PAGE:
Common Causes of Medical Malpractice
Medical malpractice comes in many different forms. By definition, malpractice is “any act or omission by a doctor or healthcare provider that deviates from the accepted standards of practice in the medical community and causes injury to the patient.” Some of the top causes of medical malpractice in the United States include:
- Surgical errors
- Anesthesia errors
- Failure to obtain informed consent
- Prescription errors
- Dosage errors
- Inadequate training
- Healthcare worker fatigue
These are just a handful of examples of the most common causes of medical malpractice in Texas. If you have been the victim of any of the above or a different type of medical negligence, contact Wormington & Bollinger today. Our lawyers have extensive experience handling these cases and will do everything we can to fight for your rights. If the at-fault party was employed by a state hospital, please contact us immediately to learn more about your options.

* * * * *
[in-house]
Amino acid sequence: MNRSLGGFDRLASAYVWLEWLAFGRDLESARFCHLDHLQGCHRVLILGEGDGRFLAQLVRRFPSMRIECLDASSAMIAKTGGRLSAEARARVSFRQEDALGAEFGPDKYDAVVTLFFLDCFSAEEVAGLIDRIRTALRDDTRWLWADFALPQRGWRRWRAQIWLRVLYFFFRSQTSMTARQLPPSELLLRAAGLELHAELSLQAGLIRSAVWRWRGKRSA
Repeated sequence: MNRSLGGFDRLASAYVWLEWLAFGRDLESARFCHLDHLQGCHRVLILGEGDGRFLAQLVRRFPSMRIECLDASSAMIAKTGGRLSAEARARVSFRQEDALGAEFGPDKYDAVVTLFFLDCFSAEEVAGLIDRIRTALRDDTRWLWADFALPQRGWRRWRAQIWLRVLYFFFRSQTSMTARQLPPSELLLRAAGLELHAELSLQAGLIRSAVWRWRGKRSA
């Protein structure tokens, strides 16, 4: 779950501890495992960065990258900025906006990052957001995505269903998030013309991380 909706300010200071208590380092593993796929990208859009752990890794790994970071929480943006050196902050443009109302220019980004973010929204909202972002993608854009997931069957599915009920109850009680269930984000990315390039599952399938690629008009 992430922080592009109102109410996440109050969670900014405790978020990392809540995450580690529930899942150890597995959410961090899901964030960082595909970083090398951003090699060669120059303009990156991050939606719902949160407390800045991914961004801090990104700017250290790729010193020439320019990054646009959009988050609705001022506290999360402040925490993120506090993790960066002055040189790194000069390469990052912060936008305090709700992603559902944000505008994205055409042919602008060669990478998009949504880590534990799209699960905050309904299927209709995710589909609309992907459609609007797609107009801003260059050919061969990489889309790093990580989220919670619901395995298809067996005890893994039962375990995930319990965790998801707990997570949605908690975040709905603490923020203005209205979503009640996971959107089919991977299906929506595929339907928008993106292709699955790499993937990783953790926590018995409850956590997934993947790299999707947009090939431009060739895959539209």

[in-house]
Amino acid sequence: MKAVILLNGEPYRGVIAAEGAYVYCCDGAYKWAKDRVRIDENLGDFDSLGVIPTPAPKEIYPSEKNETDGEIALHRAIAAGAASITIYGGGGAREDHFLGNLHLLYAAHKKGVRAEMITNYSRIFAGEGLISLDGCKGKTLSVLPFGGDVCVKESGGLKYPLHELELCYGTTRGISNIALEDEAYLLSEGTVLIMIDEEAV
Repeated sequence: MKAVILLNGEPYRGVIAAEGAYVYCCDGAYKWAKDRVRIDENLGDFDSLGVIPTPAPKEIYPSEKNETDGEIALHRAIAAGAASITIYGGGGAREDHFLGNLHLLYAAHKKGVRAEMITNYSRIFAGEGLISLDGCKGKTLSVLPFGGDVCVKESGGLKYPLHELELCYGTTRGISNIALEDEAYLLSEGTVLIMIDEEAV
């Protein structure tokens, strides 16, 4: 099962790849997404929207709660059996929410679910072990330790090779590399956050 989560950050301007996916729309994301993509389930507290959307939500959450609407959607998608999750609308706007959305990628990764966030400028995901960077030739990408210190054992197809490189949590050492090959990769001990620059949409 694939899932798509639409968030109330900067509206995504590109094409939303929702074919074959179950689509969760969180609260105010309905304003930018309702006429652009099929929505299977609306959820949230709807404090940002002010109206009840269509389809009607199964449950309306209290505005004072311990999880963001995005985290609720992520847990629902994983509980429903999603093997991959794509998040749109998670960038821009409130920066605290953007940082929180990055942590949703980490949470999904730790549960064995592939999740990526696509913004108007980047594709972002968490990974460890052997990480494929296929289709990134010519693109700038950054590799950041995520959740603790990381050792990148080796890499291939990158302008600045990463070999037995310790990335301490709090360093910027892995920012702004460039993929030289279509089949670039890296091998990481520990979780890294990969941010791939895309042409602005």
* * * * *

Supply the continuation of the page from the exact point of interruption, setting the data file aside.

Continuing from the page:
Steps to File a Medical Malpractice Lawsuit in Texas
In Texas, there is a statute of limitations for medical malpractice. This means there is a time limit in which an injured patient can file a claim. This limit is two years from the exact date the injury or illness was discovered. This is important, as it is not from the time the negligence or error occurred. If the hospital is not state-owned, the patient may be able to seek damages for the following:
- Economic losses (including medical bills, reimbursement for lost wages, and any rehabilitation costs)
- Non-economic damages (this covers compensation for pain and suffering and any other side effects of misdiagnosis or another error)
- Punitive damages
There are caps on the amount that can be recovered in medical malpractice lawsuits in Texas. This number is $250,000 for economic damages and $500,000 for non-economic damages.
Maria Wormington and the rest of our legal team at Wormington & Bollinger are prepared to fight for your rights and help you understand your options. In the event of sovereign immunity, we will do everything we can to ensure those responsible are held accountable. To learn more about sovereign immunity and how it may affect your medical malpractice suit, schedule a free consultation today.